Our project was to help animals with OCD. We wrote a brochure to spread awareness floor this disorder Over the course of this project we spread information about animal OCD. In the beginning of this project we sent out a survey and found that 70% of people didn't know about the disorder. After we put out brochures we resurveyed the windward community and 60% of people knew about it! We also 3D printed a puzzle toy to help dogs with OCD alleviate their own symptoms. During the project we went through multiple solutions and persevered through out the project.
As it says in our brochure, puzzle toys can help keep your dog engaged and not focused on their compulsive behaviors. Our group designed a toy that a dog owner can put treats in and then the dog can get them out. We currently have a prototype and a video of Leyth's dog playing with it. ( Two minutes of footage below )
Over the course of the week we handed out our brochures (which you can look at below). We handed out over 200 brochures at animal hospitals, veterinary clinics, pet stores, around Windward, at a dog park and at a pet daycare!
On Tuesday we visited Dr. Carvalho-Faucher at the VCA in brentwood (see below clips). We are very thankful for her giving up her time to take our interview.
Dr. Carvalho-Faucher discusses the incidence of OCD in pets.
Dr. Carvalho-Faucher talks about common symptoms of OCD in pets.
Dr. Carvalho-Faucher tells us about the awarness for OCD in animals.
This week we have come up with a whole new solution! We have realized that our old solution to use an MRI scan was not too practical and it was so expensive. We have made flyers shown on our "About" page. It will tell you all about OCD in dogs. A bonus is that there are adorable dogs on it! This week, on Tuesday, we interviewed a veterinarian all about everything she knows about this non-infectious disease. We've gained tons of information! Tune in tomorrow for everything the veterinarian said!
This week was one of our most productive weeks yet. We have improved the quality of our blog. We are also up to date on every blog post. We have been doing more research, and keeping track of it all in Noodle Tools, a site that is very good for taking notes, and keeping track of your sources. Also, we have been working on our poster a little bit. Luckily, we have pretty artistic people in our group. Some goals for our poster is to make it easy to read, neat, and informative. We are expecting our poster to be done in about one week. Until next week, goodbye!
This week we spent most of our time researching and developing more of a solution. Our solution, we have concluded, is going to be a MRI scan, or a magnetic resonance imaging. It is a kind of scan that can produce detailed pictures of parts of the body, including the brain. A MRI is mainly used in humans, but we were thinking that we should take advantage of our resources, and use them on dogs, by scanning them, to see if there is OCD in their brain. After we figured out that a MRI was our plan, we spent the rest of our time researching. Although, it wasn't always our idea. We were originally going to do a test about genetics, but realized that wasn't the most practical, and it wasn't taking any steps in science.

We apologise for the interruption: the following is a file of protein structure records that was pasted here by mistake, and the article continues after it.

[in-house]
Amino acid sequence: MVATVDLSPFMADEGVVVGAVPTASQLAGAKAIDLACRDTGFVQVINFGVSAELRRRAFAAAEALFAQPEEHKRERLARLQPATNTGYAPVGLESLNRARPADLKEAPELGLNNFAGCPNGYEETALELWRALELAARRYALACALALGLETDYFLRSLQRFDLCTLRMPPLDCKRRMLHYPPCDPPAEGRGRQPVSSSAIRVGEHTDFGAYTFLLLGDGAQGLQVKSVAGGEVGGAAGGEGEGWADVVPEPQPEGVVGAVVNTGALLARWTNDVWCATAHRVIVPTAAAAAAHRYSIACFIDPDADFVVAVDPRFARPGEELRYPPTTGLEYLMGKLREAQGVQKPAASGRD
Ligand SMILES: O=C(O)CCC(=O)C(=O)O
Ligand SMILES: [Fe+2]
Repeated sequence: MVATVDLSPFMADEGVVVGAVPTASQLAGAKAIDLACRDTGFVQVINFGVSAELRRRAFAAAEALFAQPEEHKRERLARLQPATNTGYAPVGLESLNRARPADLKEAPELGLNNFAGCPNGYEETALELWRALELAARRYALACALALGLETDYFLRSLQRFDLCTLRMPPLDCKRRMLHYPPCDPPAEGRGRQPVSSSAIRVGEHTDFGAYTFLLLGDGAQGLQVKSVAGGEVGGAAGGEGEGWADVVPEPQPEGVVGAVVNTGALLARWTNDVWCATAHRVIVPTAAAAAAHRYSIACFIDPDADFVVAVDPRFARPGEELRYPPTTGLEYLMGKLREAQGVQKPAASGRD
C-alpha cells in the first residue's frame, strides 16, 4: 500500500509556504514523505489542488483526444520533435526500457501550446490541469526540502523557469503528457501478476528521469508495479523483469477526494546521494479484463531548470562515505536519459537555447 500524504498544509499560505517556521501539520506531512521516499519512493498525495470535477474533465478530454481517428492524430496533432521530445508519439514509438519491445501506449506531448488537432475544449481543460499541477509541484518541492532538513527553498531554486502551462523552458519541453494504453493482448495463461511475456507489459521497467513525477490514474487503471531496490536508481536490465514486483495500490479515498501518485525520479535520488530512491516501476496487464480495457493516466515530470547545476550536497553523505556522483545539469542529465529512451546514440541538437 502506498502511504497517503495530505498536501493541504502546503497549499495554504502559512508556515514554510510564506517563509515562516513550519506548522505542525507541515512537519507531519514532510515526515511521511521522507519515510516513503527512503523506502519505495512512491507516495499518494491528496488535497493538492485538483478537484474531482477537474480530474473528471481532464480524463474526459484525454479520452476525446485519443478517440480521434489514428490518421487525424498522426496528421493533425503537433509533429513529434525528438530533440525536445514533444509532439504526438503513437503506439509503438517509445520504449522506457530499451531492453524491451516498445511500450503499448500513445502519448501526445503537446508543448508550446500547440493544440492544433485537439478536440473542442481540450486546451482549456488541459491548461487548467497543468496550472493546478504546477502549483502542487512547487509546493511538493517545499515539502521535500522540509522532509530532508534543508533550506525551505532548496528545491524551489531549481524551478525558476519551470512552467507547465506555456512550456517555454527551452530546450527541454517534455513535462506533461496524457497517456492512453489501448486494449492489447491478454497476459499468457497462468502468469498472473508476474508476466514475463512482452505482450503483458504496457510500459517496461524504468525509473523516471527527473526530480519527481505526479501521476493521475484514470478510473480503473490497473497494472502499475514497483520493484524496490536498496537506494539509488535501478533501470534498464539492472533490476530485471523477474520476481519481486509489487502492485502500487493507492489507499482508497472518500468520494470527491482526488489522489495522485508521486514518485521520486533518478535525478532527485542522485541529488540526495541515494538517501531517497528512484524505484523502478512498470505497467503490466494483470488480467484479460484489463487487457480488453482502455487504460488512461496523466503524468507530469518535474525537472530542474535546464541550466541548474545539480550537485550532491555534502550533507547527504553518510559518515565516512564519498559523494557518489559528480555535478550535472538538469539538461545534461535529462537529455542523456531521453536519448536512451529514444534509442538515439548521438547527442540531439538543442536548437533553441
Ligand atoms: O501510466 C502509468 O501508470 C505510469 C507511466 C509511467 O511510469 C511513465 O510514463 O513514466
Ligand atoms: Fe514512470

Starting out in week one we began light reassured on our topic, which we decided was animal OCD, or more specifically OCD in domesticated animals. We found out that OCD in animals was thought to just be traits of the species or breed of animal, such as over grooming cats, or overly active horses. Another fact we discovered was that it is harder to diagnose animals due to the facts that animals are unable to talk to humans, or express and feeling in a way similar to humans. So one problem we could tackle would be the lack of testing that is standardized across the breeds and species. Another problem is lack of knowing ion the subject and the general lack of knowledge among animal owners. We could spread awareness and make an impact that way, or we could partner, for lack of a better word, with a veterinary clinic or just a vet to work towards finding a treatment for all domestic animals (or most species) or we could narrow down our project to just one animal and work with them.
This week, we have been doing research on Dog OCD, though mostly researching awareness of dog OCD and the current diagnosis test for Dog OCD. Our problem was that there is lack of awareness and lack of efficient testing for Dog OCD. We have been brainstorming all week for a solution and we have finally decided on creating a new better and efficient test for dog OCD, while at the same time, spreading awareness to dog owners and non-dog owners that dogs can actually have Obsessive Compulsive Disorder. We plan to contact veterinarians in our area that specialize in dog OCD or animal diseases, and talk to them and receive advice and guidance as to what should be in our new test. We have contacted one vet, but the receptionist said they have a limited number of doctors, and they are always busy.